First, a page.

Last week I blogged about how to draw the Cantor function in SAS. The Cantor function is used in mathematics as a pathological example of a function that is constant almost everywhere yet somehow manages to "climb upwards," thus earning the nickname "the devil's staircase."

The Cantor function has three properties: (1) it is continuous, (2) it is non-decreasing, and (3) F(0)=0 and F(1)=1. There is a theorem that says that any function with these properties is the cumulative distribution function (CDF) for some random variable. In theory, therefore, you can generate a large number of random variates (a large sample), then use PROC UNIVARIATE to plot the empirical CDF. The empirical CDF should be the devil's staircase function.

### A random sample from the Cantor set

My last article showed that every point in the Cantor set can be written as the infinite sum
x = Σ_{i} a_{i}3^{-i} where the a_{i} equal 0 or 2.
You can approximate the Cantor set by truncating the series at a certain number of terms.
You can generate random points from the (approximate) Cantor set by choosing the coefficients randomly from the Bernoulli distribution with probability 0.5. The following DATA step generates 10,000 points from the Cantor set by using random values for the first 20 coefficients:

data Cantor; call streaminit(123456); k = 20; /* maximum number of coefficients */ n = 10000; /* sample size to generate */ do i = 1 to n; /* generate n random points in Cantor set */ x = 0; do j = 1 to k; /* each point is sum of powers of 1/3 */ b = 2 * rand("Bernoulli", 0.5); /* random value 0 or 2 */ x + b * 3**(-j); /* power of 1/3 */ end; output; end; keep x; run; proc univariate data=Cantor; cdf x; run; |

The call to PROC UNIVARIATE displays the empirical CDF for the random sample of points. And voilà! The Cantor distribution function appears! As a bonus, the output from PROC UNIVARIATE (not shown) indicates that the mean of the distribution is 1/2 (which is obvious by symmetry) and the variance is 1/8, which you might not have expected.

This short SAS program does two things: it shows how to simulate a random sample uniformly from the (approximate) Cantor set, and it indicates that the devil's staircase function is the distribution function for this a uniform random variable.

*Did you know that the Cantor staircase function is a cumulative distribution? Simulate it in #SAS!*

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### A random sample in SAS/IML

Alternatively, you can generate the same random sample by using SAS/IML and matrix computations. My previous article drew the Cantor function by systematically using all combinations of 0s and 2s to construct the elements of the Cantor set. However, you can use the same matrix-based approach but generate random coefficients, therefore obtaining a random sample from the Cantor set:

proc iml; k = 20; /* maximum number of coefficients */ n = 10##4; /* sample size to generate */ B = 2 * randfun(n||k, "Bernoulli", 0.5); /* random n x k matrix of 0/2 */ v = 3##(-(1:k)); /* powers of 1/3 */ x = B * v`; /* sum of random terms that are either 0*power or 2*power */ |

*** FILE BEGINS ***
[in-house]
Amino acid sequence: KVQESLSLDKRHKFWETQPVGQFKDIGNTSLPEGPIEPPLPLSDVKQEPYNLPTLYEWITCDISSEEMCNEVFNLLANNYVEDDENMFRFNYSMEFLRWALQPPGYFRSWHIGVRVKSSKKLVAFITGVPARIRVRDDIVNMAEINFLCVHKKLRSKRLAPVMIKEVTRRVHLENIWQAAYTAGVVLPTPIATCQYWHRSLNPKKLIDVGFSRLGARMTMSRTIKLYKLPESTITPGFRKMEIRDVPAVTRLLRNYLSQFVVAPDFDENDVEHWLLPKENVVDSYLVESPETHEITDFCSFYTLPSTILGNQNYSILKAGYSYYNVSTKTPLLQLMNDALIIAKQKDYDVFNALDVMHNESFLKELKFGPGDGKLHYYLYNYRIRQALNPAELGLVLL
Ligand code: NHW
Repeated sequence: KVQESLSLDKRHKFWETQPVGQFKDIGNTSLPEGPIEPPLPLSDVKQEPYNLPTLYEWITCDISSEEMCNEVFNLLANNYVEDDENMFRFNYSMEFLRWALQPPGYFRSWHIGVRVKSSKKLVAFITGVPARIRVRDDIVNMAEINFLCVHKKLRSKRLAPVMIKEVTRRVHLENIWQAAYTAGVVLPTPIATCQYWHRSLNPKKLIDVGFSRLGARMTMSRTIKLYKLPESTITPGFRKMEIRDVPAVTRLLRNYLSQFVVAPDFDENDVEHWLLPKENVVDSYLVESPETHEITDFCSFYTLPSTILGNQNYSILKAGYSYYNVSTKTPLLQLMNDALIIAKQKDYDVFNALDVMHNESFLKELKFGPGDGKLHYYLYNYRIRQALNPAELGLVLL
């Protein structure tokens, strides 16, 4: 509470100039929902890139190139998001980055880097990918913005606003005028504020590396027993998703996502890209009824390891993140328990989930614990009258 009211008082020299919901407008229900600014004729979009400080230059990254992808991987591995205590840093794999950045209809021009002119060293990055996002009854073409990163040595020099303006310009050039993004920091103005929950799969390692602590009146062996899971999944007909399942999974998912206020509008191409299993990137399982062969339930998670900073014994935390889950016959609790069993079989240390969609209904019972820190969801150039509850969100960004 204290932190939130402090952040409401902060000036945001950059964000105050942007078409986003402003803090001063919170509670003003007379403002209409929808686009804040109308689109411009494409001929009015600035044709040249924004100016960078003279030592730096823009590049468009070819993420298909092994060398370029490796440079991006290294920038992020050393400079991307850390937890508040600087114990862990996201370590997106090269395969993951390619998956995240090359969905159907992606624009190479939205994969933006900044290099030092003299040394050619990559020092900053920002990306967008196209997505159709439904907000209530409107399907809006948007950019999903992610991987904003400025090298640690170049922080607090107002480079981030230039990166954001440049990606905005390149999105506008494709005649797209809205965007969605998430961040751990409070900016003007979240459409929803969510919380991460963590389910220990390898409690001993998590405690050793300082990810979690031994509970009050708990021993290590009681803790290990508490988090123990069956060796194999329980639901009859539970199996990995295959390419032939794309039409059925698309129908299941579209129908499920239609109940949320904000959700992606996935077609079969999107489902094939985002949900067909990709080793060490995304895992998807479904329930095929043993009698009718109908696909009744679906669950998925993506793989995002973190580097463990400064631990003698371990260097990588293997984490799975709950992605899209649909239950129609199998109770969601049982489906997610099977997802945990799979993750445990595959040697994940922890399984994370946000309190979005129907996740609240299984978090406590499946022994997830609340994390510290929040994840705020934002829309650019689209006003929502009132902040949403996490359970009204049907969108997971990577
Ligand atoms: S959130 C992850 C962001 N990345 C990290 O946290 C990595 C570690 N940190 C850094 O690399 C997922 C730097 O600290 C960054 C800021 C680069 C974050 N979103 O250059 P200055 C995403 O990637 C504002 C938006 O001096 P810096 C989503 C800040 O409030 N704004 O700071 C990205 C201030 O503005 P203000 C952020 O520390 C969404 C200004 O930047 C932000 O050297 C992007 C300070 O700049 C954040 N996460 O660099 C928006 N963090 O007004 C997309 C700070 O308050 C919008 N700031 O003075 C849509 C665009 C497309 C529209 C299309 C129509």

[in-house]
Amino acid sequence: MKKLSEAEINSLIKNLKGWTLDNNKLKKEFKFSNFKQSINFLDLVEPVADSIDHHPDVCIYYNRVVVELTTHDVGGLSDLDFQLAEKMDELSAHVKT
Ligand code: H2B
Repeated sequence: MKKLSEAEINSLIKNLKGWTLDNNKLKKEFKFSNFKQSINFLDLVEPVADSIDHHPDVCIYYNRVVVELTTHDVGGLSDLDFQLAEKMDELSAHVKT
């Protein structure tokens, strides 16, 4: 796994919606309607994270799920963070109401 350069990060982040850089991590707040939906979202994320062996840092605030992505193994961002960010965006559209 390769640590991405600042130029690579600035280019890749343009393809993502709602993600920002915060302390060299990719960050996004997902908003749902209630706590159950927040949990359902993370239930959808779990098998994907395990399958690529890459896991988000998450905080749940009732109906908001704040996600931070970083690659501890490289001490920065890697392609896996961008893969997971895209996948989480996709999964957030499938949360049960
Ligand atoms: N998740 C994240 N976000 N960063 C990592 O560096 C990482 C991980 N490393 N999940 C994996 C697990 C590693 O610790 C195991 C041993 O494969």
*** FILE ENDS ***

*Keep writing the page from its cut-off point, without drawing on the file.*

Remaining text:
Recall that ECDF is a step function that plots the *i*th ordered datum at the height *i/n*. You can approximate the empirical CDF in SAS/IML by using the SERIES subroutine. Technically, the lines that appear in the line plot have a nonzero slope, but the approximation looks very similar to the PROC UNIVARIATE output:

call sort(x, 1); /* order elements in the Cantor set */ x = 0 // x // 1; /* append end points */ y = do(0, 1, 1/(nrow(x)-1)); /* empirical CDF */ title "Empirical Distribution of a Uniform Sample from the Cantor Set"; call series(x, y); |

### Interpretation in probability

It is interesting that you can actually define the Cantor set in terms of rolling a fair six-sided die. Suppose that you roll a die infinitely often and we adopt the following rules:

- If the die shows a 1 or 2, you get zero points.
- If the die shows a 3 or 4, you get one point.
- If the die shows a 5 or 6, you get two points.

This game is closely related to the Cantor set. Recall that the Cantor set can be written as the set of all base-3 decimal values in [0,1] for which the decimal expansion does not contain a 1. In this game, each point in the Cantor set corresponds to a sequence of rolls that never contain a 3 or 4. (Equivalently, the score is always even.) Obviously this would never happen in real life, which is an intuitive way of saying that the Cantor set has "measure zero."

### References

The first time I saw the Cantor function depicted as an empirical distribution function was when I saw a very compact MATLAB formula like this:

x=2*3.^-[1:k]*(rand(k,n)<1/2); stairs([min(x) sort(x)],0:1/length(x):1) % Plot the c.d.f of x |

The previous formula is equivalent to my SAS/IML program, but in my program I broke the formula apart so that the components could be understood more easily. This formula appears in a set of probability demos by Peter Doyle. I had the privilege to interact with Professor Doyle at The Geometry Center (U. MN) in the early 1990s, so perhaps he was responsible for showing me the Cantor distribution.

These UNC course notes from Jan Hannig also discuss the Cantor distribution, but the original source is not cited.

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